If you’re not lucky enough to be given the question ahead of time, you’re in for a little more work. Learn the big picture and a few things to fill in the lines. Once you have that down, bullshit is your best friend. Don’t make things up, just surround your facts with fluff.

Commonly confused words

The English language is very complicated and there are many sets of similar words that people have trouble with. Are you one of the many that confuse these words?

accept – to receive: “She would not accept my proposal.”
except – all but: “Everyone went except John.”

access – admittance, a way of approach: “No one had access to the room.”
excess – amount larger than needed: “He had an excess of paper.”

accent – particular way of speaking: “She had a New York accent.”
ascent – upward climb: “The mountain has a long ascent.”
assent – to agree: “The teacher assented to accepting a late assignment.”

advice – recommendation: “His advice was to study.”
advise – to make recommendations: “He advised me to study.”

affect (verb) – to influence: “Her actions will affect the rest of us.”
affect (noun) – an emotional response: “Even when his dog died, he showed little affect.”
effect – result: The effect of his good grades helped him get a scholarship.”

alter – to change: “She had to alter her plans.”
altar – platform in a church: “The priest stands at the altar.”

capital – 1) city/town that holds government seat: “Austin is the capital of Texas.”
2) supply of wealth: “You need capital to start a business.”
capitol – 1) U.S. Congress building in Washington D.C.: “You can tour the capitol.”
2) a building where a legislature meets: “You can go to Austin to see the capitol.”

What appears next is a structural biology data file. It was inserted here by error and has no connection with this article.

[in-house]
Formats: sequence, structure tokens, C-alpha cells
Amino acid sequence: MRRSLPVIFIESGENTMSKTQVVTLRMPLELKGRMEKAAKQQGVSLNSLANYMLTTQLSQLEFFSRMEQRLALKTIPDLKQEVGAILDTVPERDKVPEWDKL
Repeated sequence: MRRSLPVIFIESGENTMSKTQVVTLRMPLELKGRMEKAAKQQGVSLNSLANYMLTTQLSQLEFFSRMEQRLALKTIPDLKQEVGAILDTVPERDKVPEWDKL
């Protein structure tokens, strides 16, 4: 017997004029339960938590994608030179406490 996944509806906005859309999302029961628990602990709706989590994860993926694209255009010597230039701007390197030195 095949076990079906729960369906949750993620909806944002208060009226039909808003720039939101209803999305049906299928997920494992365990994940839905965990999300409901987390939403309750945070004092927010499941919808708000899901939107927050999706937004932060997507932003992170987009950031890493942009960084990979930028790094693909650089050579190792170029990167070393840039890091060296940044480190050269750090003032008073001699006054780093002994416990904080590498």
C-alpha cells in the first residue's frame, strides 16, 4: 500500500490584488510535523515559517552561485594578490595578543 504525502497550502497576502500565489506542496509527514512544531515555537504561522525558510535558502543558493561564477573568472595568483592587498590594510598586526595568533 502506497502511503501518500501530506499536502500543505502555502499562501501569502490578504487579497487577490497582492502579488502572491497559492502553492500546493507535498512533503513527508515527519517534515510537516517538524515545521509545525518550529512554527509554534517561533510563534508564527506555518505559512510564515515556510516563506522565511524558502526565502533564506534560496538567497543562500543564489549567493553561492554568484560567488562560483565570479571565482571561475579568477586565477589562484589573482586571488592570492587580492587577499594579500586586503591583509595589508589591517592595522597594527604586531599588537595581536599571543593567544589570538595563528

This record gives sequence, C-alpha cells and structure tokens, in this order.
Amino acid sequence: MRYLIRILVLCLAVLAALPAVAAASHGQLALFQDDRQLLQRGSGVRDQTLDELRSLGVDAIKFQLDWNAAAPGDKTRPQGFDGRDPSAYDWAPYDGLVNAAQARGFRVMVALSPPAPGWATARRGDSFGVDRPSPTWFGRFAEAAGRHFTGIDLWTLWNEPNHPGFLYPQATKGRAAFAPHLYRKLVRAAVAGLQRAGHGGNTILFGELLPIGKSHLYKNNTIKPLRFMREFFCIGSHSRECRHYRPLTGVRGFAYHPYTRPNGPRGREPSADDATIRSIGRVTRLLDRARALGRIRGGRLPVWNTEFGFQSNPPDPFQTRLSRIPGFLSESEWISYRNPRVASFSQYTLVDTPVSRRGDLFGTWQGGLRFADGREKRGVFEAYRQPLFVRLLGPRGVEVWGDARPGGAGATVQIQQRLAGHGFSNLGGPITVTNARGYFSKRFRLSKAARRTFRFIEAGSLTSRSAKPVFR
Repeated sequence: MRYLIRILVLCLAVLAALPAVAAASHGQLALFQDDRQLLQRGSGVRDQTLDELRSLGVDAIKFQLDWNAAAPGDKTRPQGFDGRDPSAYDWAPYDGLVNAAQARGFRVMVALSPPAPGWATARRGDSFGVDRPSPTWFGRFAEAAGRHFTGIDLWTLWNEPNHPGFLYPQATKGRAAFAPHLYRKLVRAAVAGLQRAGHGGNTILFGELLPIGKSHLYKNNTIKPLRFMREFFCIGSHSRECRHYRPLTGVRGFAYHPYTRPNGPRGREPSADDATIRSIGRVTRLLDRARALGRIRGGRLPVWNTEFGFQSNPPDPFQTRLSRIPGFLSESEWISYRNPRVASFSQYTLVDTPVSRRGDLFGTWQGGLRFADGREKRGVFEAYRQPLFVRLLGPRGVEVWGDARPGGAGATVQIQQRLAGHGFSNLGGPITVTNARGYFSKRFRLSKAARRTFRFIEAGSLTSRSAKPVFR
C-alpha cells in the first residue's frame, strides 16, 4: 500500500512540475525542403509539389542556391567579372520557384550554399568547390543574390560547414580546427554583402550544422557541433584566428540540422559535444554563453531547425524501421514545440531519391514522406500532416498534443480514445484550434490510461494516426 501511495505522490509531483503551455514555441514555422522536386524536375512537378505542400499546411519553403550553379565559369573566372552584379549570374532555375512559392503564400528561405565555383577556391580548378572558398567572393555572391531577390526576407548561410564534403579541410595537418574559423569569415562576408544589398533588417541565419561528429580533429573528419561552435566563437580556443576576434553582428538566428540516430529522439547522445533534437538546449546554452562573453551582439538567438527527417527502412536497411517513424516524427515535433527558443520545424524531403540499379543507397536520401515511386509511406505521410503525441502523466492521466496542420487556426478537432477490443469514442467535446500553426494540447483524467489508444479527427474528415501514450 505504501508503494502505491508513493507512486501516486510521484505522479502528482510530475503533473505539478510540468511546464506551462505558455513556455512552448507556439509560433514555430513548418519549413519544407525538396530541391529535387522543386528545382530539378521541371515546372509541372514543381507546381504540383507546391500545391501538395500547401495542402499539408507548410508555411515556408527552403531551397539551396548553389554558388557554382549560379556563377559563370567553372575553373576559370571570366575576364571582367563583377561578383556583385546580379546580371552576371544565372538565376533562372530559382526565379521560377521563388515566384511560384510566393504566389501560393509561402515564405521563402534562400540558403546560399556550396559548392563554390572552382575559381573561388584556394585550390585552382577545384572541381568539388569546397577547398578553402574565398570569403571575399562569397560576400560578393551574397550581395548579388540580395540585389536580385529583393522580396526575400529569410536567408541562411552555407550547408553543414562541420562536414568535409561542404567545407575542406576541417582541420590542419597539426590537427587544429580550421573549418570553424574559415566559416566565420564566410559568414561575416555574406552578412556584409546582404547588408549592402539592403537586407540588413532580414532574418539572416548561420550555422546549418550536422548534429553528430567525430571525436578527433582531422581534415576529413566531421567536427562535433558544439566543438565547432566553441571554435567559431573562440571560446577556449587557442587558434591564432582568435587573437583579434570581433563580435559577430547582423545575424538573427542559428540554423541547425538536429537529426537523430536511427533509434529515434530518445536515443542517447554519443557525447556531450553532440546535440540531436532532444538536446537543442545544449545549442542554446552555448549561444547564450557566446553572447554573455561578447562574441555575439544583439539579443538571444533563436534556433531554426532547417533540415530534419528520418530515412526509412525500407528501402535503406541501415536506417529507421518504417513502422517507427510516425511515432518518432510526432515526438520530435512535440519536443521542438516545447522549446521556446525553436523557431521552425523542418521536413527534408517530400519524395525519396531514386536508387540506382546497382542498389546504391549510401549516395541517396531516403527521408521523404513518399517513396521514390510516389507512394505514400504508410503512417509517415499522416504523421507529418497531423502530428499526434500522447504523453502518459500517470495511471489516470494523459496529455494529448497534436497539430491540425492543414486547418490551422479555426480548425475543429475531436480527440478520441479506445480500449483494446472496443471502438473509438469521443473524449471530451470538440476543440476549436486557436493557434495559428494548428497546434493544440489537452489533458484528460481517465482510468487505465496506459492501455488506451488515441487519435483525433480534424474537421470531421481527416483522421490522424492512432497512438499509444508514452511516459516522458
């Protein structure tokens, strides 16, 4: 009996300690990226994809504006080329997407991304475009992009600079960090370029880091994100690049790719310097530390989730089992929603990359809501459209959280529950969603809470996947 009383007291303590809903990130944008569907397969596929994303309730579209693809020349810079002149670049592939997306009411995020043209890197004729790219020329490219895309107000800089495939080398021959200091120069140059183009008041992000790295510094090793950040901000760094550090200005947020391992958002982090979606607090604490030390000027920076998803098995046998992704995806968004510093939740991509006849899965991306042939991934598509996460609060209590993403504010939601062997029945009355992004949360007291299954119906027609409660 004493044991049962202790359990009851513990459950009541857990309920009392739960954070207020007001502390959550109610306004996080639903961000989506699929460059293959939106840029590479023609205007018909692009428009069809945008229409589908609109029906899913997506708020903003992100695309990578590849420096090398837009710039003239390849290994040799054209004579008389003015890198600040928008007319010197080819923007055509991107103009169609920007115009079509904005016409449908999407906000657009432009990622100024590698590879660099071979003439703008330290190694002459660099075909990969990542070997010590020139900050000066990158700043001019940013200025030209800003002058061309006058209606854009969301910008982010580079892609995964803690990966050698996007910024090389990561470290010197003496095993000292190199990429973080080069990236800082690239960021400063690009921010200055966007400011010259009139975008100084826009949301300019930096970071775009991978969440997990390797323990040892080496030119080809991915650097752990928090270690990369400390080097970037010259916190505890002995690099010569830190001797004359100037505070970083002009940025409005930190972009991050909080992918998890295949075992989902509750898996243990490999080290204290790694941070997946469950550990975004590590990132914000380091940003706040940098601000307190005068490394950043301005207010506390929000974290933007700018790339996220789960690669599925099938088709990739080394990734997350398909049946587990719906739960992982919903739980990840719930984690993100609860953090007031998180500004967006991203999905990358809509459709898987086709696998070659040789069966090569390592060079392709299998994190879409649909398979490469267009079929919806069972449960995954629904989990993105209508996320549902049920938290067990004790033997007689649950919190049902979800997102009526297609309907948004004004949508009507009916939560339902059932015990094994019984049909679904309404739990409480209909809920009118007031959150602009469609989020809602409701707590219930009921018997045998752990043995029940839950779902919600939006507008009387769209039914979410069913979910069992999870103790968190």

conscience – sense of right or wrong: “Some people seem to have no conscience.”
conscious – aware of: “He made a conscious decision to help us.”

eminent – well known: “He is eminent in the field of psychology.”
imminent – about to happen: “The storm was imminent.”

stationary – unable to move: “I rode the stationary bike.”
stationery – paper for letter writing: “I bought new stationery.”

8 ways to aid your memory

It is easier to forget something than to remember so to help yourself remember something, apply as many of the following techniques as possible.

1. Be flexible. Experiment with what helps you remember, whether it’s a mnemonic or simply adding color.

2. Overlearn. Practice and reorganize what you intend to remember in as many ways as possible. Use it while speaking and writing, even act it out. The more time you spend, the more it’s ingrained.

3. Imitate. Schedule study time to reflect the time of day when you’ll be using the material (make study time the same as test time). Create a similar environment. Study without music if the room will be quiet. Study at a desk instead of on your bed.

4. Rephrase and explain. Try role-playing. Take the view of the teacher and explain the material to someone else, your dog, or a stuffed animal. You definitely understand the material when you can teach someone else.

5. Eliminate accidental and unrelated associations. A study situation where a phone rings constantly produces breaks in the association process. If you’re singing along to Eric Clapton throughout your study session, you will relate the material to Eric Clapton. This is only helpful if your topic is indeed Eric Clapton.

6. Eliminate previous mistakes. Take note of any previous mistakes you’ve made while studying and don’t do them anymore. If music distracts you, don’t play music during your next study session.

7. Decide on order of importance. Some things are more important than others. In a particular chapter or topic, decide what’s the big picture and organize everything else around that.

8. Become emotionally involved. This doesn’t always work with schoolwork, especially if you don’t care about a particular subject. But notice how you remember things you care about. If you can somehow relate the topic to something you care about, you’ll remember it better.